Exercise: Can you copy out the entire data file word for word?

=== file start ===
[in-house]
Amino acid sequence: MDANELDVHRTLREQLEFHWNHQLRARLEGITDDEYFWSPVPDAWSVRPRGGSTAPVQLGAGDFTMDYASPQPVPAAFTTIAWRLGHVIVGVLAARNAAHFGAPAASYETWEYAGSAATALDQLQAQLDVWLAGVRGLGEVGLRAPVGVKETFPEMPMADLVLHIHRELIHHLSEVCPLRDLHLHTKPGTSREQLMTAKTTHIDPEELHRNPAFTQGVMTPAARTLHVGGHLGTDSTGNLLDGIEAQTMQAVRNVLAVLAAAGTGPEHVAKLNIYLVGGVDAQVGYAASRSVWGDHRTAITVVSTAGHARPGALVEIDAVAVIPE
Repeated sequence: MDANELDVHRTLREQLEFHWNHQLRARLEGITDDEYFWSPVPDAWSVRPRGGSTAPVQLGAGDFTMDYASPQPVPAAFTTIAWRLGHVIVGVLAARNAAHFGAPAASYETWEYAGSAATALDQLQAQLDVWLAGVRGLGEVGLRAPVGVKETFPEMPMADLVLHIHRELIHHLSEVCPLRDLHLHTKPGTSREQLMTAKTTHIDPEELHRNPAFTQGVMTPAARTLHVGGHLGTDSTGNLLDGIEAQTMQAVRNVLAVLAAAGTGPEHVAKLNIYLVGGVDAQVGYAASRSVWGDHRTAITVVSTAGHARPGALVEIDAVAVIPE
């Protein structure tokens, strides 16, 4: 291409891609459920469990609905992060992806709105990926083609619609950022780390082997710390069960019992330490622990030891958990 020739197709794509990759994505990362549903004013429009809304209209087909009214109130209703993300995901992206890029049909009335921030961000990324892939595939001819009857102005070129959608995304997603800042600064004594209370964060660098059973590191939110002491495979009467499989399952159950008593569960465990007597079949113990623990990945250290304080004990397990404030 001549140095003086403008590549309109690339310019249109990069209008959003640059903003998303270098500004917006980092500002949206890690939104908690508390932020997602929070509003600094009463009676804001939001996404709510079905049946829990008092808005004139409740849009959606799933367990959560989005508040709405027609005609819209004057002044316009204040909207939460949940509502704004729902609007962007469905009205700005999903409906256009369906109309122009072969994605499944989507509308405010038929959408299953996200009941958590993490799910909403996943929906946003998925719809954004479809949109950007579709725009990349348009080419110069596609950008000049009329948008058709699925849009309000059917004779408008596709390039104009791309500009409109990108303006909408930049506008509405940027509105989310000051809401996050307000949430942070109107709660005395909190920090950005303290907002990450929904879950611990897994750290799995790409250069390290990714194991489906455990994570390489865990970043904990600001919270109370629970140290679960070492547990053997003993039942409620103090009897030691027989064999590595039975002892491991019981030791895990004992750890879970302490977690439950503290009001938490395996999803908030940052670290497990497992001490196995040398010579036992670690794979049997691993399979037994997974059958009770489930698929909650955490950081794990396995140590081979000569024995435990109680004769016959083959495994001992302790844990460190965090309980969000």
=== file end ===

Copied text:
[in-house]
Amino acid sequence: MDANELDVHRTLREQLEFHWNHQLRARLEGITDDEYFWSPVPDAWSVRPRGGSTAPVQLGAGDFTMDYASPQPVPAAFTTIAWRLGHVIVGVLAARNAAHFGAPAASYETWEYAGSAATALDQLQAQLDVWLAGVRGLGEVGLRAPVGVKETFPEMPMADLVLHIHRELIHHLSEVCPLRDLHLHTKPGTSREQLMTAKTTHIDPEELHRNPAFTQGVMTPAARTLHVGGHLGTDSTGNLLDGIEAQTMQAVRNVLAVLAAAGTGPEHVAKLNIYLVGGVDAQVGYAASRSVWGDHRTAITVVSTAGHARPGALVEIDAVAVIPE
Repeated sequence: MDANELDVHRTLREQLEFHWNHQLRARLEGITDDEYFWSPVPDAWSVRPRGGSTAPVQLGAGDFTMDYASPQPVPAAFTTIAWRLGHVIVGVLAARNAAHFGAPAASYETWEYAGSAATALDQLQAQLDVWLAGVRGLGEVGLRAPVGVKETFPEMPMADLVLHIHRELIHHLSEVCPLRDLHLHTKPGTSREQLMTAKTTHIDPEELHRNPAFTQGVMTPAARTLHVGGHLGTDSTGNLLDGIEAQTMQAVRNVLAVLAAAGTGPEHVAKLNIYLVGGVDAQVGYAASRSVWGDHRTAITVVSTAGHARPGALVEIDAVAVIPE
């Protein structure tokens, strides 16, 4: 291409891609459920469990609905992060992806709105990926083609619609950022780390082997710390069960019992330490622990030891958990 020739197709794509990759994505990362549903004013429009809304209209087909009214109130209703993300995901992206890029049909009335921030961000990324892939595939001819009857102005070129959608995304997603800042600064004594209370964060660098059973590191939110002491495979009467499989399952159950008593569960465990007597079949113990623990990945250290304080004990397990404030 001549140095003086403008590549309109690339310019249109990069209008959003640059903003998303270098500004917006980092500002949206890690939104908690508390932020997602929070509003600094009463009676804001939001996404709510079905049946829990008092808005004139409740849009959606799933367990959560989005508040709405027609005609819209004057002044316009204040909207939460949940509502704004729902609007962007469905009205700005999903409906256009369906109309122009072969994605499944989507509308405010038929959408299953996200009941958590993490799910909403996943929906946003998925719809954004479809949109950007579709725009990349348009080419110069596609950008000049009329948008058709699925849009309000059917004779408008596709390039104009791309500009409109990108303006909408930049506008509405940027509105989310000051809401996050307000949430942070109107709660005395909190920090950005303290907002990450929904879950611990897994750290799995790409250069390290990714194991489906455990994570390489865990970043904990600001919270109370629970140290679960070492547990053997003993039942409620103090009897030691027989064999590595039975002892491991019981030791895990004992750890879970302490977690439950503290009001938490395996999803908030940052670290497990497992001490196995040398010579036992670690794979049997691993399979037994997974059958009770489930698929909650955490950081794990396995140590081979000569024995435990109680004769016959083959495994001992302790844990460190965090309980969000």